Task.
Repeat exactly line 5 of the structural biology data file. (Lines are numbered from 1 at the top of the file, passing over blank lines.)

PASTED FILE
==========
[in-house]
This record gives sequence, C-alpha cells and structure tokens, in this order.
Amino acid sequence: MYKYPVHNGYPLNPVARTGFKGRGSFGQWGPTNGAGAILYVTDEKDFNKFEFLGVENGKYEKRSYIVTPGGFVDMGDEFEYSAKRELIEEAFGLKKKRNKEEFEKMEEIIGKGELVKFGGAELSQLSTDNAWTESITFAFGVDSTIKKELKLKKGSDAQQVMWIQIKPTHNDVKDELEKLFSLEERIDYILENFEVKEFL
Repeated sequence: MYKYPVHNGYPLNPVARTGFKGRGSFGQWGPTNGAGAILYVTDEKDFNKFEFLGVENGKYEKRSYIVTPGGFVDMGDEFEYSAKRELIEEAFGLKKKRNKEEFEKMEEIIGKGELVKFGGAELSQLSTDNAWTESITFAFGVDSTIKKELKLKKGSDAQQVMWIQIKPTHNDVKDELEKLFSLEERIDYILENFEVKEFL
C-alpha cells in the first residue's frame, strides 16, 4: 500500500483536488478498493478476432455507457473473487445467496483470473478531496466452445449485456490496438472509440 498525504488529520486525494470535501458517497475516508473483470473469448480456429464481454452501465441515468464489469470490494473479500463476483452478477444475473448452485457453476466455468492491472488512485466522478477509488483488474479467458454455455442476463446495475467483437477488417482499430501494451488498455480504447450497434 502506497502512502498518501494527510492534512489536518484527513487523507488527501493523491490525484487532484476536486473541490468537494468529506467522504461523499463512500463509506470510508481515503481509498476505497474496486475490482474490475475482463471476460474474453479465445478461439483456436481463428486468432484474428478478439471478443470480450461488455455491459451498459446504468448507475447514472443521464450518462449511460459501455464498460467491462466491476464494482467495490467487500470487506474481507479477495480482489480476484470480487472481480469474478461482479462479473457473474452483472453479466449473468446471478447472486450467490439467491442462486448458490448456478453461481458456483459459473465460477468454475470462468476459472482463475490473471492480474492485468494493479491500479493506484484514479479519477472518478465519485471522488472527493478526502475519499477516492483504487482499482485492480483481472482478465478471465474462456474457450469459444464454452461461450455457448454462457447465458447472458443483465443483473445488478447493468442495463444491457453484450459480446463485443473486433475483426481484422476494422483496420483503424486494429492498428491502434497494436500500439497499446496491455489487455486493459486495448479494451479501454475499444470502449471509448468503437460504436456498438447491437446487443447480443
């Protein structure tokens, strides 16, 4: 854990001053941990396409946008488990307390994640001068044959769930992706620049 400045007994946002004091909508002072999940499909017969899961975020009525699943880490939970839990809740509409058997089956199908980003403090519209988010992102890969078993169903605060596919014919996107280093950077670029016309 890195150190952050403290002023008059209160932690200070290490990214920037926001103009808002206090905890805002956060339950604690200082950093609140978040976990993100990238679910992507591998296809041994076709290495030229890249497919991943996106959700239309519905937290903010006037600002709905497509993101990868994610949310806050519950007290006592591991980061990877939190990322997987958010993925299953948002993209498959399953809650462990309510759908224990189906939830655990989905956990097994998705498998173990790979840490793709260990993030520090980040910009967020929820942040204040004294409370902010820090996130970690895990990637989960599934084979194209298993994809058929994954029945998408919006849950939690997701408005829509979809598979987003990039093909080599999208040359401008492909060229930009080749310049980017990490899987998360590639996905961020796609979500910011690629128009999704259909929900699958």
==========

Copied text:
C-alpha cells in the first residue's frame, strides 16, 4: 500500500483536488478498493478476432455507457473473487445467496483470473478531496466452445449485456490496438472509440 498525504488529520486525494470535501458517497475516508473483470473469448480456429464481454452501465441515468464489469470490494473479500463476483452478477444475473448452485457453476466455468492491472488512485466522478477509488483488474479467458454455455442476463446495475467483437477488417482499430501494451488498455480504447450497434 502506497502512502498518501494527510492534512489536518484527513487523507488527501493523491490525484487532484476536486473541490468537494468529506467522504461523499463512500463509506470510508481515503481509498476505497474496486475490482474490475475482463471476460474474453479465445478461439483456436481463428486468432484474428478478439471478443470480450461488455455491459451498459446504468448507475447514472443521464450518462449511460459501455464498460467491462466491476464494482467495490467487500470487506474481507479477495480482489480476484470480487472481480469474478461482479462479473457473474452483472453479466449473468446471478447472486450467490439467491442462486448458490448456478453461481458456483459459473465460477468454475470462468476459472482463475490473471492480474492485468494493479491500479493506484484514479479519477472518478465519485471522488472527493478526502475519499477516492483504487482499482485492480483481472482478465478471465474462456474457450469459444464454452461461450455457448454462457447465458447472458443483465443483473445488478447493468442495463444491457453484450459480446463485443473486433475483426481484422476494422483496420483503424486494429492498428491502434497494436500500439497499446496491455489487455486493459486495448479494451479501454475499444470502449471509448468503437460504436456498438447491437446487443447480443